Procurement of 246 new passenger carriages for Perth set to begin

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The new trains will be known as the C-Series. Photo: Metronet.
The new trains will be known as the C-Series. Photo: Metronet.

The Western Australian Government is set to launch a pre-qualification tender this week as the process to procure 246 new carriages for Perth’s rail network over the next decade begins.

Around A$1.6 billion will be spent on the C-Series train building programme – one of the biggest orders for rolling stock in the state’s history.

The scheme will see 102 carriages configured into 17 six-car sets for Metronet – the public transport agency overseeing extensions to Perth’s transport network – and 144 carriages configured into 24 six-car sets to replace ageing A-Series trains.

The A-Series trains were built by rolling stock manufacturer Walkers Limited, now a part of Downer Rail, and were the first electric trains on the Transperth network when they entered service in the 1990s.

Maintenance of the new fleet for 30 years is also included in the contract as well as the construction of a train assembly facility and associated works.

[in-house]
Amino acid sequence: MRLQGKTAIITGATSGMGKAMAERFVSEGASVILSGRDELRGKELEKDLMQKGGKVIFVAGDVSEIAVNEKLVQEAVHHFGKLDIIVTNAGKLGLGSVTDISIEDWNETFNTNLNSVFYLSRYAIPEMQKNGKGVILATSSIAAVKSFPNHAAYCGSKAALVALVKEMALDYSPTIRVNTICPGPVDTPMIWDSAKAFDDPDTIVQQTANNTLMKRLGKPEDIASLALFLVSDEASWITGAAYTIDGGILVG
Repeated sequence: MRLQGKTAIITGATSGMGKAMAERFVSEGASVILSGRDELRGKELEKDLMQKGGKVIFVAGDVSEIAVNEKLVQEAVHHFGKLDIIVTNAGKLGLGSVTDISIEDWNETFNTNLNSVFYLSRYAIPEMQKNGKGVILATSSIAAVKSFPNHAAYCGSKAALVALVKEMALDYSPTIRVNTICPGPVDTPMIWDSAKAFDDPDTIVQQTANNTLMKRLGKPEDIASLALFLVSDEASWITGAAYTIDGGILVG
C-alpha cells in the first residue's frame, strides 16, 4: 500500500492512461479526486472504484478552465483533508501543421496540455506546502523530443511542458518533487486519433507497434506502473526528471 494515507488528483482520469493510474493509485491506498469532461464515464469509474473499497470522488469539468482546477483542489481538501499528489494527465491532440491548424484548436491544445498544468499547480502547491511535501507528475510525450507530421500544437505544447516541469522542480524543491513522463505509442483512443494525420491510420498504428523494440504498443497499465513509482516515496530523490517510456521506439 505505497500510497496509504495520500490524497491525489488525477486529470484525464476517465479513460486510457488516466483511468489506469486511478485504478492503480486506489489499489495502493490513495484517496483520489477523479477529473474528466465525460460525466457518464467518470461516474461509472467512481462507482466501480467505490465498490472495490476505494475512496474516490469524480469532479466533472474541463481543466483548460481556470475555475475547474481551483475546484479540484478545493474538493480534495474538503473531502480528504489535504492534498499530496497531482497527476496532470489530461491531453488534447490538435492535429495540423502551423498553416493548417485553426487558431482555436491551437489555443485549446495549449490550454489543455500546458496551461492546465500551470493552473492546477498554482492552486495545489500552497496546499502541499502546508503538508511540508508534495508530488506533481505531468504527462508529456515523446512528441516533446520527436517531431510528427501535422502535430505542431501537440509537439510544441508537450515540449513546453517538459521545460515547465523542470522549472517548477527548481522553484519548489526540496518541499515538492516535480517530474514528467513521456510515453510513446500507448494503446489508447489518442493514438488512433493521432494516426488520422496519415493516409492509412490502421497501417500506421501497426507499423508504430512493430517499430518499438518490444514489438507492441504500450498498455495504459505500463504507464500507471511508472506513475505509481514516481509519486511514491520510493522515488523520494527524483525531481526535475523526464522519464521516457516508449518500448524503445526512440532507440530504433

Premier Mark McGowan announced that the state is poised to release the pre-qualification tender at the Transperth depot in Nowergup, where the first trams from a final order of 10 three-car B-Series trains are being delivered for the under construction Forrestfield-Airport Link, on April 22.


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The B-Series trains were mostly manufactured in Queensland or overseas. Only two per cent of the work was completed in Western Australia.

A target of 50 per cent local content has been stipulated for the C-Series trains.

McGowan said that Metronet projects will deliver thousands of new construction jobs and the increased demand for carriages will “create a pipeline of work to boost [the] local manufacturing industry and maximise WA jobs”.

He added: “These will be our Metronet trains, so it makes sense that they are our local jobs.

“My government’s number one priority is WA jobs and with a long-term plan to boost local manufacturing, it makes sense that we cement this strategy in place to build these extra railcars in WA.

“Once these trains are delivered, our existing A-Series trains operating on the heritage lines will be coming close to or exceeding their operational life of 30 years.”

Delivery of the 17 new trains is set to begin in 2021. The remaining 24 trains are expected to be operational between 2023 and 2028.

The shortlisted companies will progress to a tendering process before a final supplier is chosen in 2019.

The C-Series trains will be allocated to the Joondalup and Mandurah lines, according to Metronet, where trains can travel at higher speeds. That means some B-Series trains will move onto the Midland, Fremantle and Armadale and Thornlie lines to improve service capacity on these lines.


Read more: Record-breaking 1.8km-long grain train in Australia


 

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